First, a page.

With Markets being pushed to knew highs, and monetizing of debt; According to some, maybe many we are setting up a "perfect storm" for investing...?
And several are calling for a correction, which in general is healthy for bull markets, in order to retrench, take profits and reinvest in a dip situation..
And inflation could be lurking around the corner or over the next rise, Market rise, Fed off the gas pedal or Recovery taking a stronger hold...So you make your choices and invest accordingly..
Although many equities have risen 5-7% others in the 10-14% range..A few have dropped back, but damn few since the year's beginning...And 2013 seems to hold many more promises then 2012.?
Keeping that in mind, a FEW are calling for a 10% correction, most are not.
I think the possibility of a 5-7% correction could become a reality, maybe over a 2-3 day period and then a fairly quick recovery back to the high 13s pushing through 14,000 and 1500 on the S&P.
Some cash on the table might be prudent at this time. To invest or pick up equities on a short term discount to trading prices of recent weeks..
Gold,silver and other PMs are trading or have been stagnating at lower levels for some time now, but money is still being made with careful trades...
Consideration should be given at these levels, with the possible threat of Inflation or unstable currencies worldwide...No the Goldbugs have not given up, they are marking time, reinvesting and waiting for some new breakouts..
True,true....Markets are up a bunch since Obama has been in office...
But keep in mind where we came from, in 2008 and Spring 2009.
I still will call it the "depth's of hell".....Many loss from 40-70% of their Holdings or Investments.
Some had very poor management of their funds; And MFund managers were slow to react..IMO.
Then upon advice or poor advice, many went to cash or cash like, safe investments.
Some of that was done by the hand of the Investor themselves...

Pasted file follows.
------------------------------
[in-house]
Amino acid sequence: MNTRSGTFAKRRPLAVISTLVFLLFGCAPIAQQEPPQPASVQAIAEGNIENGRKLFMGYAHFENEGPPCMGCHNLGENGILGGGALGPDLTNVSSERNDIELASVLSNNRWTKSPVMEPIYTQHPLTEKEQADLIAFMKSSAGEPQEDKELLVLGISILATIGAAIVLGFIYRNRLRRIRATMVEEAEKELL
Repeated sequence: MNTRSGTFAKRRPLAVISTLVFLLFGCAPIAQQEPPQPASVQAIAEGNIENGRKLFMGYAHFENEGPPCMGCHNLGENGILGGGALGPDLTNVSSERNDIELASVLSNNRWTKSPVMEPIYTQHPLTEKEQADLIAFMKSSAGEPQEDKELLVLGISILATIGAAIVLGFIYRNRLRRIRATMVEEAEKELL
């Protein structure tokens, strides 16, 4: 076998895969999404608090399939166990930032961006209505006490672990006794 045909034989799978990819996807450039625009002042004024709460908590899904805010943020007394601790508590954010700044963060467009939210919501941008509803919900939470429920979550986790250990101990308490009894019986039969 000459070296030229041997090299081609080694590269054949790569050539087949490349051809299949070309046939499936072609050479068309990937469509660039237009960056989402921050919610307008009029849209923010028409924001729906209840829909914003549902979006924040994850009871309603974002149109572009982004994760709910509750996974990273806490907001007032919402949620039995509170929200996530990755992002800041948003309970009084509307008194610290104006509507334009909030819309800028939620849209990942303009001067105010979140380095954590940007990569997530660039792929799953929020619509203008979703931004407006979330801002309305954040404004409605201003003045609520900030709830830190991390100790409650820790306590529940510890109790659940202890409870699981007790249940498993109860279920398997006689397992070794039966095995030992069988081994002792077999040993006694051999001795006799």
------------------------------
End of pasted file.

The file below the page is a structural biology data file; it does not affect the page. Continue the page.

Then by staying in "sideline cash" they got hit or lost a second time...Or made very small gains.
Now they are encouraging many of the investors, to bring back more cash or re-invest in Wall St.
And the Markets are somewhat at their "highs" plus some Sectors or equities are at "all time highs",
And not condusive for returning monies to see huge gains without some corrections...??
Which could be oncoming in the very near future...IMO
These are the good old days with the market up over 85% with Obama.The Dow was
down 37% during Bushs` term.Who wants to go back to those dark days.When I
ask Repubs to name something good about those days they change the subject
or can`t remember who was Bush 43.Let me remind you:those days were
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[BRIEFING.COM] The stock market began the last week of July on a quiet note with the S&P 500 ending less than a point above its flat line. Like the benchmark index, the Dow Jones Industrial Average (+0.1%) also posted a slim gain, while the Russell 2000 (-0.5%) and Nasdaq Composite (-0.1%) lagged throughout the session.
The major averages were awakened from their weekend slumber with an opening retreat that pressured the S&P 500 below its 20-day moving average (1975). Even though ... More